One of the five days devoted to the Middle East at Chautauqua featured Dennis Ross, the expert of the Middle East experts, and Ghaitha al-Omari , a prominent Palestinian negotiator. Ross and al-Omari met at Camp David a quarter century ago when they represented opposite sides. They are now fellows at the Washington Institute for Peace in the Middle East. At Chautauqua, they agreed that Israelis and Palestinians are further apart than ever.
I dispute these experts. In my opinion, they were never anything but further apart. Previous progress in talks between the two sides was superficial. The core issues of East Jerusalem, refugees, and borders never came near a solution. In fact, they were hardly discussed. Mr. al-Omari said that some people believe that opening negotiations that fail is better than not negotiating at all. This has been the attitude of the White House. The Palestinians differ. They have refused to reopen negotiations until they see some small sign of eventual success.
The Need for Incremental Progress
Dennis Ross has been involved in Arab Palestinian negotiations since President George H. W. Bush, and has continued as chief Middle East advisor for Bill Clinton, George Bush, and Barack Obama. I recall one of his first jobs was to convene, in Madrid, a conference of Middle Eastern powers, which would include Palestinians for the first time. For that, he had to convince Prime Minister Golda Meir that the Palestinians were a separate nation and not Jordanians. That was a tough job. He has always placed Golda Meir alongside Benjamin Netanyahu as tough negotiators.
On his team, as I recall, was Daniel Kurtzer, whom I had met when he was political officer at the American Consulate in Jerusalem. He went on to be the only person who has served as ambassador to both Egypt and then Israel. In the end, Golda agreed that the Palestinians would be separate, but still be a part of the Jordanian delegation. Dennis Ross said what has to be done today to improve the situation is for both sides to make small moves toward each other. The Palestinians could begin by putting Israel on their maps. According to J Street’s Shira Frank, this has already been done. The second thing that the Palestinians should do is end the anti-Israeli incitement in their schools and media. I believe there already has been some progress in this matter. The Israelis should announce that all new settlements would be built solely in the 8% of the West Bank which the barrier has included in Israel. And the IDF soldiers should be trained to respect the human rights of Palestinians in the remaining 92% of the land, and treat them with respect and dignity.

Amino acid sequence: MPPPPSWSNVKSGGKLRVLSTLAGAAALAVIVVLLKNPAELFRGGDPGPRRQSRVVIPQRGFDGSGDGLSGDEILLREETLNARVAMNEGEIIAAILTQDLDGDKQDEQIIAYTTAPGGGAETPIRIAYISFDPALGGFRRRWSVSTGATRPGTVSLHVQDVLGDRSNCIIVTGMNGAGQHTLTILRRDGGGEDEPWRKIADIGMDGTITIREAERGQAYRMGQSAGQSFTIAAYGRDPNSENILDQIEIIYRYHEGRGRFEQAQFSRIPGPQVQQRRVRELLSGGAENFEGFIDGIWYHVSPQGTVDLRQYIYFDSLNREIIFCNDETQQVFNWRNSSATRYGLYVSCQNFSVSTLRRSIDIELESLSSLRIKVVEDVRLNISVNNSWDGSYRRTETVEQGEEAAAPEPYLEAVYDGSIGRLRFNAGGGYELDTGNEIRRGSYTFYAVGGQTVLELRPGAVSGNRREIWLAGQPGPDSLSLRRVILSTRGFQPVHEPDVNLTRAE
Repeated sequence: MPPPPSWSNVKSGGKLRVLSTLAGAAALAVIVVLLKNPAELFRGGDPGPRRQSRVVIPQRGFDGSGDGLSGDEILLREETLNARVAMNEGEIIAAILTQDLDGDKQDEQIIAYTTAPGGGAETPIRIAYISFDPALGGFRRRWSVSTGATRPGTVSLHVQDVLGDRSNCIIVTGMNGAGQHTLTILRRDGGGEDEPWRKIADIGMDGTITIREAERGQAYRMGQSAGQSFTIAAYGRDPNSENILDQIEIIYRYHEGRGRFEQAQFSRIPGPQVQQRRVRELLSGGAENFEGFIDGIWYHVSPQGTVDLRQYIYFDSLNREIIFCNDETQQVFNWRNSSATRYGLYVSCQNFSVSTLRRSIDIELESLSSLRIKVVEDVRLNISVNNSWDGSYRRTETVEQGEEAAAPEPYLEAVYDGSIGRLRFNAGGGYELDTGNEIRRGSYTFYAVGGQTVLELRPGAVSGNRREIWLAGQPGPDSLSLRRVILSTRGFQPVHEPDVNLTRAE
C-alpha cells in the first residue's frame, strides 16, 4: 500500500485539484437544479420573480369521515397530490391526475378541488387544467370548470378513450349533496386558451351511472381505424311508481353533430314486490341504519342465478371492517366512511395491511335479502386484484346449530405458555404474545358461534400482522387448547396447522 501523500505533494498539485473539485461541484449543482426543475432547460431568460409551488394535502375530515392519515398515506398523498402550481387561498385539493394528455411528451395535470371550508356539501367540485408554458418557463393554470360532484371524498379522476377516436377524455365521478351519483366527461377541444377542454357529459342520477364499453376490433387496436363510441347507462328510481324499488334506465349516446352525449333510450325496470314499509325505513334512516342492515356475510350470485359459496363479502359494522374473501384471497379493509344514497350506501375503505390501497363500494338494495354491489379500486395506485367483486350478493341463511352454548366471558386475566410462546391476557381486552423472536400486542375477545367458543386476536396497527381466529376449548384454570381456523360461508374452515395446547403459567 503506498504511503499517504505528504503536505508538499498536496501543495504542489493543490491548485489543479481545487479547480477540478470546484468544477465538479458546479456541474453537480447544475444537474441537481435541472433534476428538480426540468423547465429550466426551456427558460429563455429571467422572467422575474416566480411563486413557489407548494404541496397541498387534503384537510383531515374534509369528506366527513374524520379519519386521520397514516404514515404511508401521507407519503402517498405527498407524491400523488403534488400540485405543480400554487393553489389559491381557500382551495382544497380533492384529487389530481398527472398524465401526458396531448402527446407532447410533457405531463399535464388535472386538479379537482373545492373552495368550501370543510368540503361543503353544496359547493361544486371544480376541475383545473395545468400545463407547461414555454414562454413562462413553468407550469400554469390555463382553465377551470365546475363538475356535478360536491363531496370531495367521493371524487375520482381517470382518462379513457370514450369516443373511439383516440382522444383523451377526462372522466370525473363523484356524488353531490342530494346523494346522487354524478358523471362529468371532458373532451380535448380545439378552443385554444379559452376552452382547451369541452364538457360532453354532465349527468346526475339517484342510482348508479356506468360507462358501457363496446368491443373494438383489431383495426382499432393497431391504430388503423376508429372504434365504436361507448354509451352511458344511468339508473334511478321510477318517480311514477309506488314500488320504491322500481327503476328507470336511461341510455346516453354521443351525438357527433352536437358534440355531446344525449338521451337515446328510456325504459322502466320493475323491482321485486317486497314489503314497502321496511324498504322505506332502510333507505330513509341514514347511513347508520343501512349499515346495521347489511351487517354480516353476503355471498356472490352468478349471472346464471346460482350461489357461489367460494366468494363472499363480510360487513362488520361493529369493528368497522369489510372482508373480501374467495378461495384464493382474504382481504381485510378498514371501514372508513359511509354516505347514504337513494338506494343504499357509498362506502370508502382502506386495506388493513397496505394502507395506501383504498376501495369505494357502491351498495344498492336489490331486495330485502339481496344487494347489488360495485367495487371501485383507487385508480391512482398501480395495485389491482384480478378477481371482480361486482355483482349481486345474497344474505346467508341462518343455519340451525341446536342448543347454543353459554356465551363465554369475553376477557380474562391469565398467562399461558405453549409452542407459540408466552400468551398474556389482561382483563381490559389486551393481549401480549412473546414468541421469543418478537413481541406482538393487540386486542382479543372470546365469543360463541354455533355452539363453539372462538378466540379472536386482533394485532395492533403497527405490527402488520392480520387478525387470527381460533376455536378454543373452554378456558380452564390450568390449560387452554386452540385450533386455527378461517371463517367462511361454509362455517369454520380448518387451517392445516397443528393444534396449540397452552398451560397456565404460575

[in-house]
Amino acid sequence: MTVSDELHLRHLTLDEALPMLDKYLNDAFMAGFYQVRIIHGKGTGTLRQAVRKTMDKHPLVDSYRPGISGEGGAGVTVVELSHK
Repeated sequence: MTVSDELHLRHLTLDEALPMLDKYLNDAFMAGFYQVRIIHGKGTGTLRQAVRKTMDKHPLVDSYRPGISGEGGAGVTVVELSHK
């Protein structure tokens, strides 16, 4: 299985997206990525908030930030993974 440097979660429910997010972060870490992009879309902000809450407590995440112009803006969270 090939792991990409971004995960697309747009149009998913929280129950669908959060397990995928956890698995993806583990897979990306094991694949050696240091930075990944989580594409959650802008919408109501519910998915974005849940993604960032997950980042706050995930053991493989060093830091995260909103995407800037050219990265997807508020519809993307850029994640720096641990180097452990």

Dennis Ross suggests steps that Israelis and Palestinians can do
My daughter who has lived in Israel for 40 years was with me in Chautauqua. She believes that the barrier has taken more of the West Bank than 8%. But she is not an expert. For the thousands of people who attended the lectures at the Chautauqua Institute this summer, the nuclear agreement was a done deal. If anyone referred to it, I missed it.